Taming temptation with mindful eating during Lent

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During the season of Lent, Christians honor the 40 days that Jesus fasted in the desert by observing their own fasting. If you are looking for ways to balance your relationship with food this Lenten season, mindful eating can help you curtail cravings and resist the temptation to overindulge during Lent.

A woman is mindfully eating a bowl of salad during Lent.
During Lent, mindful eating and other strategies can help you curtail cravings and resist the temptation to overindulge. Photo credit: Depositphotos.

Using mindful eating to change your relationship with food

Mindful eating is an extension of the practice of mindfulness. Practitioners of mindfulness look inward, focusing on their thoughts, emotions and physical feelings rather than simply reacting to the external world.

With mindful eating, you bring these same ideas of mindfulness to your diet and become more engaged with the foods you eat and how you feel about them. When you are getting started, common practices in mindful eating can guide you.

How mindful eating can reduce temptation

Reacting to temptation is usually instinctual. A person feels a craving and reaches for the food that will satisfy it without taking the time to choose mindfully.

Mindful eating might not make temptations go away, but it will give you more control over them. Instead of reacting to a physical feeling, you get to make an informed decision about the food you eat. Often, you will find that the temptation loses its pull after conscious thought on your part.

This approach to food and eating is helpful throughout the year, but it can be particularly beneficial during Lent. Many people give up foods that they enjoy during Lent, so the cravings can be intense. Mindful eating can help your self-discipline while also promoting reflection and gratitude.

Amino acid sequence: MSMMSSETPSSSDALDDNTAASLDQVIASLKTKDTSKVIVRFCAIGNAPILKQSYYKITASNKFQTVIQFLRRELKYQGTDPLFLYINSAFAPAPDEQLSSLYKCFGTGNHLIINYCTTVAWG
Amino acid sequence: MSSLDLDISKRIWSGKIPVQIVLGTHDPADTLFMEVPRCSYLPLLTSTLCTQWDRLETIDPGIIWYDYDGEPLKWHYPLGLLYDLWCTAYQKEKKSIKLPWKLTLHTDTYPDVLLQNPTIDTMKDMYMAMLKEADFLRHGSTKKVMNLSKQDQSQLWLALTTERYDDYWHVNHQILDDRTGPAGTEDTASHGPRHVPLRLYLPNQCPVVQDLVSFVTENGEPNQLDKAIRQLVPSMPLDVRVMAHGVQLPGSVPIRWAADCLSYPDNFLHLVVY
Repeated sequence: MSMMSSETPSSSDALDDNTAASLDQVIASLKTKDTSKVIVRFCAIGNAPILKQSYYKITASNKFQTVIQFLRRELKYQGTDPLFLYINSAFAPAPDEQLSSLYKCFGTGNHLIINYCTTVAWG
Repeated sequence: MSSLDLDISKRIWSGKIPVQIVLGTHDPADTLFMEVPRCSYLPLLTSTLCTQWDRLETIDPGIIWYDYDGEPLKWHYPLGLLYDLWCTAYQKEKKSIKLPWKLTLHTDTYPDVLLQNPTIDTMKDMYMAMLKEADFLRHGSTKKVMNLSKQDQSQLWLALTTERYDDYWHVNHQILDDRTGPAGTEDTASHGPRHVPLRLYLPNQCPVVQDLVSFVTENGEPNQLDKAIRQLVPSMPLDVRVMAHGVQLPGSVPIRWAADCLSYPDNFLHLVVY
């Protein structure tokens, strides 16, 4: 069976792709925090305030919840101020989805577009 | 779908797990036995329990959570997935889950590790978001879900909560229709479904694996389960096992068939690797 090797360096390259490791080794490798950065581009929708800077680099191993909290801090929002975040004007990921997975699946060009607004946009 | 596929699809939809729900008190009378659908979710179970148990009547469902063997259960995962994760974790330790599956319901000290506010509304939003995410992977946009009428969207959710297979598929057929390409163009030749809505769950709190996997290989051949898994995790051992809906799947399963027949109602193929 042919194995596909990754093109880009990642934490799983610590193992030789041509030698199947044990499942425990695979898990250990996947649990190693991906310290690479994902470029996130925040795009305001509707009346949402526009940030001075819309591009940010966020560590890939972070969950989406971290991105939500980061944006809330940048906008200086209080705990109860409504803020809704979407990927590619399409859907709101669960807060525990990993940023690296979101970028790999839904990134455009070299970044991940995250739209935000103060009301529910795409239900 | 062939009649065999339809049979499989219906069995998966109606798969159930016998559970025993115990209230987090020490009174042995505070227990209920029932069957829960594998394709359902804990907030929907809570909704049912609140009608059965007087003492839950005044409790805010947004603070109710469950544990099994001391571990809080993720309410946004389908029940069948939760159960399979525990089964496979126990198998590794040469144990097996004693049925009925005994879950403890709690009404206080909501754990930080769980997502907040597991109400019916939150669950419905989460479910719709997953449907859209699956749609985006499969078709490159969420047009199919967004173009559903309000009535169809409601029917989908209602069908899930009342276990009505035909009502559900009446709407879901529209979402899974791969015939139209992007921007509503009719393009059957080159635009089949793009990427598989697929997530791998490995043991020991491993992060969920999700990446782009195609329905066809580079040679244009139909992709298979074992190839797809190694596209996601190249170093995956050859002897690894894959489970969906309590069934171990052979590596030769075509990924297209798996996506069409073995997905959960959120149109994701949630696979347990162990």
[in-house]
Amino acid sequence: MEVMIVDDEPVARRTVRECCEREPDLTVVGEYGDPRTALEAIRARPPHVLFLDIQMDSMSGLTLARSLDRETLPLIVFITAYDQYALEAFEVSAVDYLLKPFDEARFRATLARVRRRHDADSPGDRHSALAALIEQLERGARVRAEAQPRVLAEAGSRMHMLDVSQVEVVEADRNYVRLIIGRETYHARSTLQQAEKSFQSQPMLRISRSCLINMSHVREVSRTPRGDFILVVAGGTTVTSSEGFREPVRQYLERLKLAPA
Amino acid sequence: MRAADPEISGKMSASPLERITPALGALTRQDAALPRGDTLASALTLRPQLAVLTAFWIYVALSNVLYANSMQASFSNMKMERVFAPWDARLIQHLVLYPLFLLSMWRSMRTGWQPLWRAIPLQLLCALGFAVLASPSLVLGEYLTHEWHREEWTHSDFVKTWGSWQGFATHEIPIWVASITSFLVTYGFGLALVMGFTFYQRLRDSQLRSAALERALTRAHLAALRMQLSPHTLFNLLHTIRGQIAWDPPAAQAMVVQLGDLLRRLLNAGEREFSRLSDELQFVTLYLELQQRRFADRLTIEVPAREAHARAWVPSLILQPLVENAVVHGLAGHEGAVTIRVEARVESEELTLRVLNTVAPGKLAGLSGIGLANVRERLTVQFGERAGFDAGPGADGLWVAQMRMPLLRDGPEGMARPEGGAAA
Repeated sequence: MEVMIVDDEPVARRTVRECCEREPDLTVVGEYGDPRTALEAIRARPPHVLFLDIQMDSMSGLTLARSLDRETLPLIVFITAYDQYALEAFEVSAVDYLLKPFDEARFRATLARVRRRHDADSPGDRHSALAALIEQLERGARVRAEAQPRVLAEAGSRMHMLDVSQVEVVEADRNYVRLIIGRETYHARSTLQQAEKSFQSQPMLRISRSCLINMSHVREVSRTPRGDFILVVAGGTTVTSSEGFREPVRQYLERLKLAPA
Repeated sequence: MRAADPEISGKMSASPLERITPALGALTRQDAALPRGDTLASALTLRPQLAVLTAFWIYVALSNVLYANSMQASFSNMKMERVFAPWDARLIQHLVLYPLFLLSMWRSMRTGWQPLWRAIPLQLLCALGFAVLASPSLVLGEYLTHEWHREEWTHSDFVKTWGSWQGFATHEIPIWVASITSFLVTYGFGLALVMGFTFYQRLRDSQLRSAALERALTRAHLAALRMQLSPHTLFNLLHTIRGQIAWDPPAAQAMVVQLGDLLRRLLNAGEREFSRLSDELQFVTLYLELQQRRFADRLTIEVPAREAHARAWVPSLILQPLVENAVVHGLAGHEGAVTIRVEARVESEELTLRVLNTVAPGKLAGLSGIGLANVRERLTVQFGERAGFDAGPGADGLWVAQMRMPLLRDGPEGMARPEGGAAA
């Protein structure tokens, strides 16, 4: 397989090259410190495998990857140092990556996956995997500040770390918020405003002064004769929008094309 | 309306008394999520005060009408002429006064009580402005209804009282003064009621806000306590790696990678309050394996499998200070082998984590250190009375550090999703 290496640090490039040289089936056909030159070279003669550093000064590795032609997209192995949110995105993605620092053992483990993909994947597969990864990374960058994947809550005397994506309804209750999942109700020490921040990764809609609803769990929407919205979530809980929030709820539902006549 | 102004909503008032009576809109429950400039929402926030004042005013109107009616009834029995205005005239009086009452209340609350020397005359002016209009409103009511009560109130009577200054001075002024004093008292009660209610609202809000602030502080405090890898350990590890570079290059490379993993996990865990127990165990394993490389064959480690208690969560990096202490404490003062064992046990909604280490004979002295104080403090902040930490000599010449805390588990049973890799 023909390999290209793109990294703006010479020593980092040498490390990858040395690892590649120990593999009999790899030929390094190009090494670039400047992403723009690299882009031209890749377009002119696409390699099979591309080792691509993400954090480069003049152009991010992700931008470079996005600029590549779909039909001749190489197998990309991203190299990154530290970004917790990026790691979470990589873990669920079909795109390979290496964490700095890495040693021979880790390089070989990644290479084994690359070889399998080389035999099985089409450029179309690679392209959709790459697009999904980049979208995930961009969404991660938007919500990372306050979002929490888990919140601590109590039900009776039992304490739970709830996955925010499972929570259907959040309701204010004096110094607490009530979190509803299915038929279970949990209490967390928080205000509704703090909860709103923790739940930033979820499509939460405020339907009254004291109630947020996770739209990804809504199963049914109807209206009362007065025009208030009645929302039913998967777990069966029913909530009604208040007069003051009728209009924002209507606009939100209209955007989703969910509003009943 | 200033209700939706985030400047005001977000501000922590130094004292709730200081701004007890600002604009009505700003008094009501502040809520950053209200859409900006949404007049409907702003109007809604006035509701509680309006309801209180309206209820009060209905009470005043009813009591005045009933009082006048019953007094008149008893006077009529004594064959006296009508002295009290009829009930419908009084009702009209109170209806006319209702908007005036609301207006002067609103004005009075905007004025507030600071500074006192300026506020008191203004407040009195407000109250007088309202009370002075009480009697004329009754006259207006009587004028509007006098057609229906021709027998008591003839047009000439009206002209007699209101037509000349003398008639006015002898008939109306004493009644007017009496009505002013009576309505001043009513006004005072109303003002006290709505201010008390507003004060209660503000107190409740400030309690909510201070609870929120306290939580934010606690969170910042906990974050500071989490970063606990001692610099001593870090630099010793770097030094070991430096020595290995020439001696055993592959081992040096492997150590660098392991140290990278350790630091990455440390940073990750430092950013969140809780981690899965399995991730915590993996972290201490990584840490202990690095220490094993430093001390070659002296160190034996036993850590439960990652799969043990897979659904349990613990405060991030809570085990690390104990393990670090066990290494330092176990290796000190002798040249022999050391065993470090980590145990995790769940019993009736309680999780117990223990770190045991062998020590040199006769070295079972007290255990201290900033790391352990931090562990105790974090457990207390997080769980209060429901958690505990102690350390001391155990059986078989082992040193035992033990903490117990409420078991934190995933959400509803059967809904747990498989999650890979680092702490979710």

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Exploring healthy alternatives for Lent

As you stay mindful about the food you and your family eat during Lent, incorporating alternatives to less-healthy favorites can limit temptation. Try out these healthy meals and snacks this Lent.

Make a nutritious salad to share

A lettuce salad with leafy greens and your other favorite toppings is packed with vitamins and nutrients.  

In addition to the health benefits, lettuce salad is a great meal to share with family and friends. This can contribute to mindful eating as you bring loved ones together, focus on food and enjoy a vibrant meal full of tastes and textures.

Protein muffins for a satisfying yet healthy snack

Protein is a necessary nutrient for the body, and increasing the amount of protein you consume can also reduce cravings. Data compiled by Heather J. Leidy, Ph.D., at the University of Missouri, indicates that eating high-protein foods makes you feel fuller for longer. More protein might also reduce activity in the part of the brain responsible for causing cravings.

Protein muffins add a nutritional boost to a breakfast favorite. The sweetness and carbs make for a tasty snack, and the extra protein will keep you feeling full for several hours. During Lent, protein muffins can be a good alternative to unhealthy sweets you’ve given up.

Coconut flour pancakes as a guilt-free indulgence